Once again, I offer you my two cents on a certain Clue Mystery Puzzle: A Ghostly Murder. In this story, Dr. David Black is found dead from an apparent hanging suicide. This prompts (who else but) his six best friends - Mrs. Blanche White, Colonel Mike Mustard, Miss Vivienne Scarlet, Reverend Johnathan Green, Mrs. Elizabeth Peacock, and Professor Peter Plum, to come to Dr. Black's mansion to view his will video.
In said video, Dr. Black explains that he knows a certain friend of his has been ripping him off. (In truth, they all have, but the reader is the only person who knows that.) He apparently made the mistake of confronting said thief and now suspects that the person is plotting to kill him. Therefore, he has hidden the proof of his killer's thievery in a locked and chained box; which his butler Hogarth has the only keys for, and has made a change to his will. Until the box is found and his killer is revealed, none of his friends will inherit anything. And if any of them sets foot outside the estate until then, all of their inheritance will be given to charity. And to cut them even further, he goes on to say that his ghost will haunt the mansion until his killer is found.
The guests spend the next couple of days searching in vain for the box - all the while, reporting nightly sightings of shadowy figures and floating candlesticks, sounds of rattling chains, creaking floorboards, and pounding noises. Finally, the box is found and unlocked by Hogarth.
When the puzzle is put together, the picture reveals that the box contains a feather duster with a wedding band on its handle. Early in the story, the guests ask Mrs. White about how she was previously married to Dr. Black; which she denies ever happened. Hogarth backs up her story, insisting that the two were never married. The presence of this clue would thus mean that she lied and that Dr. Black found out about Blanche stealing things from the mansion and broke off the marriage; which is why she killed him. Or so the killer would have you believe!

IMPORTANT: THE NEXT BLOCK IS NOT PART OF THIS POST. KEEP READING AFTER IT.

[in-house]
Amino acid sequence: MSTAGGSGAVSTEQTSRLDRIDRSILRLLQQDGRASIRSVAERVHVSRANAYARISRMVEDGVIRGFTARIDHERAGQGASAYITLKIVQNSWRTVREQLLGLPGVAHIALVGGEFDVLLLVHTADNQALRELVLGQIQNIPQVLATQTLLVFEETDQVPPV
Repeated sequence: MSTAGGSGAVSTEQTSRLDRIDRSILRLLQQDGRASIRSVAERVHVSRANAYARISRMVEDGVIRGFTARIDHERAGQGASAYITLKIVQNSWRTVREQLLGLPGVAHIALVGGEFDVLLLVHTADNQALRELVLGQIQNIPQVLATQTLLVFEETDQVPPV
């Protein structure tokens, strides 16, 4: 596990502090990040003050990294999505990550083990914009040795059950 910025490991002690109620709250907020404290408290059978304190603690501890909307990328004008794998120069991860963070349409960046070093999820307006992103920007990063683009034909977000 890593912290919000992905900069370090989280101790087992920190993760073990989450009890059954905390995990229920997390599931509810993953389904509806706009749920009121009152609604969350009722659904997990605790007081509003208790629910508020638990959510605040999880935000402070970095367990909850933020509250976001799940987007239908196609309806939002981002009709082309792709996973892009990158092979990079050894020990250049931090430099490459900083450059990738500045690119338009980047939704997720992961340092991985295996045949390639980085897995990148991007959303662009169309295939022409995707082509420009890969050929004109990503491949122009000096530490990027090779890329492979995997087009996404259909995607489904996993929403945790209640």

As it turns out, a closer inspection on the box shows that its lock, hinges, and chain have all been tampered with. This means that the real killer found the box, jimmied it open, and switched out the real clue for a fake one. Who could've done this? Only someone who believed Mrs. White had been previously married to Dr. Black. That person could only be Professor Plum.
Plum was late to the video viewing and not present when Mrs. White and Hogarth set the record straight. In truth, the "ghost" was him all along - doing his own search and tampering with the evidence. When Miss Scarlet spotted him one night, he "disappeared" through a secret passage. And in order to throw suspicion off of him, he was the one who reported seeing a candle floating down the halls.
So, I say well played to Parker Brothers, for fooling me into believing what the killer wanted me to think. Particularly, given how easy my previous one: The Masquerade Murder, turned out to be. However, I'm afraid there is still one small problem. While I'm sure the forensics team would eventually find the killer's fingerprints on the box, the chain, or the items inside the box, I could not see any actual proof of this suspect's guilt. Sure, the book's solution is certainly plausible, but without some kind of clue to indicate the suspect's identity, it's nothing but pure speculation.
Again, I refer to the first Clue puzzle I've had experience with: Killer On Board. In that puzzle, there were a number of clues to indicate exactly how the whole incident went down, and one in particular that identified the killer. Then, there's my second one: A Merry Little Murder. The clues in that puzzle didn't exactly point to who the killer was, but eliminated all the other suspects. In addition, the solution even stated that the suspect later confessed to killing both Dr. Black and his wife, Rose. (Though it didn't say anything about the killer's reason for killing Rose, or even if it really was an accident, as was theorized in the story.)
So, I close by saying that Parker Brothers did a good job of deceiving me, but in identifying the killer... they could've done a little better. Just a little.
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